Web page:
So how many people can claim to be an author of this paper? Are all these 19 people of the “PACE trial management group” (not identical to “PACE trial group”???) also some sort of co-author of this paper? Do all these 19 people of the second group also agree with the complete contents of the paper? Do all 38 people agree with the full contents of the paper?
The paper lists many affiliations:
* Queen Mary University of London, UK
* King’s College London, UK
* University of Cambridge, UK
* University of Cumbria, UK
* University of Oxford, UK
* University of Edinburgh, UK
* Medical Research Council Clinical Trials Unit, London, UK
* South London and Maudsley NHS Foundation Trust, London, UK
* The John Radcliffe Hospital, Oxford, UK
* Royal Free Hospital NHS Trust, London, UK
* Barts and the London NHS Trust, London, UK
* Frenchay Hospital NHS Trust, Bristol, UK;
* Western General Hospital, Edinburgh, UK
Do all these affiliations also agree with the full contents of the paper? Am I right to assume that all 38 people (names see above) and all affiliations / institutes (see above) plainly refuse to give critics / other scientists / patients / patient groups (etc.) access to the raw research data of this paper and am I am right with my assumption that it is therefore impossible for all others (including allies of patients / other scientists / interested students, etc.) to conduct re-calculations, check all statements with the raw data, etc?
Decisions whether to accept manuscripts for publication are made in dark places based on opinions offered by people whose identities may be known only to editors. Actually, though, in a small country like the UK, peer-reviewed may be a lot less anonymous than intended and possibly a lot less independent and free of conflict of interests. Without a lot more transparency than is currently available concerning peer review the published papers underwent, we are left to our speculation.
Prepublication peer review is just one aspect of the process of getting research findings vetted and shaped and available to the larger scientific community, and an overall process that is now recognized as tainted with untrustworthiness.
Rules for granting authorship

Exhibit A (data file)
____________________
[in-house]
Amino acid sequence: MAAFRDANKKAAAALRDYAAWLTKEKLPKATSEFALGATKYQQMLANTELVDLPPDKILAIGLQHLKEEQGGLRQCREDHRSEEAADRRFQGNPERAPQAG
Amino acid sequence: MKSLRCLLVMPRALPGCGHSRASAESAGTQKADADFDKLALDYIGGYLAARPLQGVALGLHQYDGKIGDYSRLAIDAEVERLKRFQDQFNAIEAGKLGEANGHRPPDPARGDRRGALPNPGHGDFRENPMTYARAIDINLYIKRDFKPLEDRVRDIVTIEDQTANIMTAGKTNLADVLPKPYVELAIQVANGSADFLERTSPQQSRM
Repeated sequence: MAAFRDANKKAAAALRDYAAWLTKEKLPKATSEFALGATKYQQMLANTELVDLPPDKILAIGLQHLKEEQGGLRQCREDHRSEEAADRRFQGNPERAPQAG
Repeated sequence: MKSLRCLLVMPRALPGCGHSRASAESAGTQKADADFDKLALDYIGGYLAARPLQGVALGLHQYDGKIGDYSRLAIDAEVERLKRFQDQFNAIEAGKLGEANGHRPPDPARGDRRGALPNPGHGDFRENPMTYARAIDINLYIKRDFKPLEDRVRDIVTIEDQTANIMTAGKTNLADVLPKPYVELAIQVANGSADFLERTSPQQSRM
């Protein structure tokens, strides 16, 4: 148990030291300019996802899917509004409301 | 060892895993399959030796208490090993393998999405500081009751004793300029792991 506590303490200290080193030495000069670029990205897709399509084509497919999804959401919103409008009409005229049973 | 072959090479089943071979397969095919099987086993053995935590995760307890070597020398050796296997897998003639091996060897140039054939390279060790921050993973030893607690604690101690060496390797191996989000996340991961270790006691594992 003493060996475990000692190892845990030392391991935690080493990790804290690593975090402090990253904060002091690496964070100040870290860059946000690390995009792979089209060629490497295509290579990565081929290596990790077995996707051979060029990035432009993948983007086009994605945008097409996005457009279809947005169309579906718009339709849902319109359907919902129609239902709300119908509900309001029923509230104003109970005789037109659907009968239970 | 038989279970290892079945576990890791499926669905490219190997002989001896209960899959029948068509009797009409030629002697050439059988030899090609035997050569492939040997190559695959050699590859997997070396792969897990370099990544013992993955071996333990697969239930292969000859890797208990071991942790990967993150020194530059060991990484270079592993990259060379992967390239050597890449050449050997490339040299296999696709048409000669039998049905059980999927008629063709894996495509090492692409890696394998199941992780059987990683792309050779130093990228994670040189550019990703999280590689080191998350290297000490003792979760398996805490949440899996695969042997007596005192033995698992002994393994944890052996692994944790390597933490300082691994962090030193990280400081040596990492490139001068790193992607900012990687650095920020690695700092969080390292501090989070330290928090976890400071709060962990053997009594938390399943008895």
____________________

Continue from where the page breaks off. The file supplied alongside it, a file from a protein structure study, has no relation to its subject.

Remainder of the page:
Concerns about gift and unwarranted authorship have increased not only because of growing awareness of unregulated and unfair practices, but because of the importance attached to citations and authorship for professional advancement. Journals are increasingly requiring documentation that all authors have made an appropriate contribution to a manuscript and have approved the final version
Yet operating rules for granting authorship in many institutional settings vary greatly from the stringent requirements of journals. Contrary to the signed statements that corresponding authors have to make in submitting a manuscript to a journal, many clinicians expect an authorship in return for access to patients. Many competitive institutions award and withhold authorship based on politics and good or bad behavior that have nothing to do with requirements of journals.
Basically, despite the existence of numerous ethical guidelines and explicit policies, authors and institutions can largely do what they want when it comes to granting and withholding authorship.
Persons are quickly disappointed when they are naïve enough to complain about unwarranted authorships or being forced to include authors on papers without appropriate contribution or being denied authorship for an important contribution. They quickly discover that whistleblowers are generally considered more of a threat to institutions and punished more severely than alleged wrongdoers, no matter how strong the evidence may be.
The Lancet website notes
The Lancet is a signatory journal to the Recommendations for the Conduct, Reporting, Editing, and Publication of Scholarly Work in Medical Journals, issued by the International Committee of Medical Journal Editors (ICMJE Recommendations), and to the Committee on Publication Ethics (COPE) code of conduct for editors. We follow COPE’s guidelines.
The ICMJE recommends that an author should meet all four of the following criteria:
- Substantial contributions to the conception or design of the work; or the acquisition, analysis, or interpretation of data for the work;
- Drafting the work or revising it critically for important intellectual content;
- Final approval of the version to be published;